Joystick Soldiers The Politics of Play in Military Video Games
Joystick Soldiers is the first anthology to examine the reciprocal relationship between militarism and video games. War has been an integral theme of the games industry since the invention of the first video game, Spacewar! in 1962.While war video games began as entertainment, military organizations soon saw their potential as combat simulation and recruitment tools. A profitable and popular relationship was established between the video game industry and the military, and continues today with video game franchises like America’s Army, which was developed by the U.S.Army as a public relations and recruitment tool.
This collection features all new essays that explore how modern warfare has been represented in and influenced by video games. The contributors explore the history and political economy of video games and the "military-entertainment complex;" present textual analyses of military-themed video games such as Metal Gear Solid; and offer reception studies of gamers, fandom, and political activism within online gaming.
Foreword Ian Bogost Introduction Nina B. Huntemann and Matthew Thomas Payne Section 1: Historicizing the Joystick Soldier 1. Living Room Wars: Remediation, Boardgames, and the Early History of Video Wargaming Sebastian Deterding 2. Target Acquired: America’s Army and the Video Games Industry Randy Nichols 3. Training Recruits and Conditioning Youth: The Soft Power of Military Games David B. Nieborg Interview with James F. Dunnigan edited by Nina B. Huntemann and Matthew Thomas Payne Section 2: Representing War 4. Behind the Barrel: Reading the Video Game Gun Scott A. Lukas 5. War Games as a New Frontier: Securing American Empire in Virtual Space C. Richard King and David. J. Leonard 6. Future Combat, Combating Futures: Temporalities of War Video Games and the Performance of Proleptic Histories Josh Smicker Interview with Rachel Hardwick edited by Matthew Thomas Payne Section 3: Producing Pedagogical War 7. Mobilizing Affect: The Politics of Performative Realism in Military New Media Dan Leopard 8. A Battle in Every Classroom: Gaming in the U.S. Army Command & General Staff College Jeffrey Leser and James Sterrett 9. A Battle for Hearts and Minds: The Design Politics of ELECT BiLat Elizabeth Losh Interview with Colonel Casey Wardynski edited by Nina B. Huntemann Section 4: Playing War 10. “No Better Way to ‘Experience’ World War II”: Authenticity and Ideology in the Call of Duty and Medal of Honor Player Communities Joel Penney 11. “F*ck You, Noob Tube!”: Learning the Art of Ludic LAN War Mathew Thomas Payne 12. Playing with Fear: Catharsis and Resistance in Military-Themed Video Games Nina B. Huntemann Section 5: Resisting War 13. Playing Against the Grain: Machinima and Military Gaming Irene Chien 14. “Turn the game console off right now!”: War, Subjectivity, and Control in Metal Gear Solid 2, Tanner Higgin 15. Dead-in-Iraq: The Spatial Politics of Digital Game Art Activism and the In-Game Protest Dean Chan. Gameography. List of Contributors. Index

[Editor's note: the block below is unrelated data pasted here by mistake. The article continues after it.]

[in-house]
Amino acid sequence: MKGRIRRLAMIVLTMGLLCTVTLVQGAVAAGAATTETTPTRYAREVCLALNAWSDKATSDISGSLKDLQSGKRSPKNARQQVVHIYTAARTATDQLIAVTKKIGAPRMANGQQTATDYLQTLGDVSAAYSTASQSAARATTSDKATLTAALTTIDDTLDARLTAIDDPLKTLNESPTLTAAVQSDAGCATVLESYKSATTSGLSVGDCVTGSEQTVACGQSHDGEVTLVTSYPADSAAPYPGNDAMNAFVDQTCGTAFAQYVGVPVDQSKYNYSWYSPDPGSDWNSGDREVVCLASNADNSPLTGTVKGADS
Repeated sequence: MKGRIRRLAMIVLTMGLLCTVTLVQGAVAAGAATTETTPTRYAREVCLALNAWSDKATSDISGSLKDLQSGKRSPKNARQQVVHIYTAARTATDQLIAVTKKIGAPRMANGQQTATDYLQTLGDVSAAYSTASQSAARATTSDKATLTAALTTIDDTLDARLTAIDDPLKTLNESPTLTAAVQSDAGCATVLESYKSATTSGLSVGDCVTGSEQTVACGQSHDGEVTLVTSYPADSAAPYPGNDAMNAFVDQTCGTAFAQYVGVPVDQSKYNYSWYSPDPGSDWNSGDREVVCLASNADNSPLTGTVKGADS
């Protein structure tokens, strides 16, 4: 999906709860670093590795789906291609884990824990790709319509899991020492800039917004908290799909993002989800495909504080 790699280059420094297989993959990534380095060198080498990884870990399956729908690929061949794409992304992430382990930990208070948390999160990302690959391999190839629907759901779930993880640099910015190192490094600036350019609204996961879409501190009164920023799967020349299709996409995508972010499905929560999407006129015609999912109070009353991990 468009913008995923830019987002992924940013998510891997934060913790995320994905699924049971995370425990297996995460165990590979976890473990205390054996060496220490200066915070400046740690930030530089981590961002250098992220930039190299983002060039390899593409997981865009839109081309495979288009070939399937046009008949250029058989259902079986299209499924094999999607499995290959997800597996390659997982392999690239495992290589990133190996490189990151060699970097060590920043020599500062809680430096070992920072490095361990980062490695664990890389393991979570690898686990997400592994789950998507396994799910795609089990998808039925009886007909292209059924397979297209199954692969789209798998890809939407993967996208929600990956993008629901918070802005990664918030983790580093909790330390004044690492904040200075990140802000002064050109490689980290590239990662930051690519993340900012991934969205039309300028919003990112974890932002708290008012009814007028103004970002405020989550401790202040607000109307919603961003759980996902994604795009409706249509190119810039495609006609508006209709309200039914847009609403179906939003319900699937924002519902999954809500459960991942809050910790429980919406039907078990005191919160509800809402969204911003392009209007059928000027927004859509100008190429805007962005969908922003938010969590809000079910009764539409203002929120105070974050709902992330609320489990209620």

"Joystick Soldiers plunges into the crossfire surrounding the key issues of war and video games to bring the reader thought provoking analyses and arguments about the history of games, the role of the military and government in game development, and contemporary representations of war in popular games such as Call of Duty 4 and America’s Army. Contributors explore how players make sense of war in games, and how the military-entertainment complex is shaping our larger understandings of militarism, war, and what it means to be a citizen today. Along the way, we gain a broader understanding of how both war and games have worked to construct understandings of each other." - Mia Consalvo, author of Cheating: Gaining Advantage in Videogames
"Joystick Soldiers is an extremely valuable collection that offers multiple perspectives--contributors include a military trainer and a retired officer, as well as academics in various disciplines--on the relationship between militarism and video games. The collection as a whole provides the richest and most detailed picture yet of what theorists have called the ‘military-entertainment complex,’ while focusing attention on the specific video games that help to manifest that complex in the culture but also, surprisingly, offer a platform for critique and resistance." - Steven E. Jones, author of The Meaning of Video Games
"...theoretically satisfying, the book is approachable as the authors explore a diverse range of topics..." - Context Magazine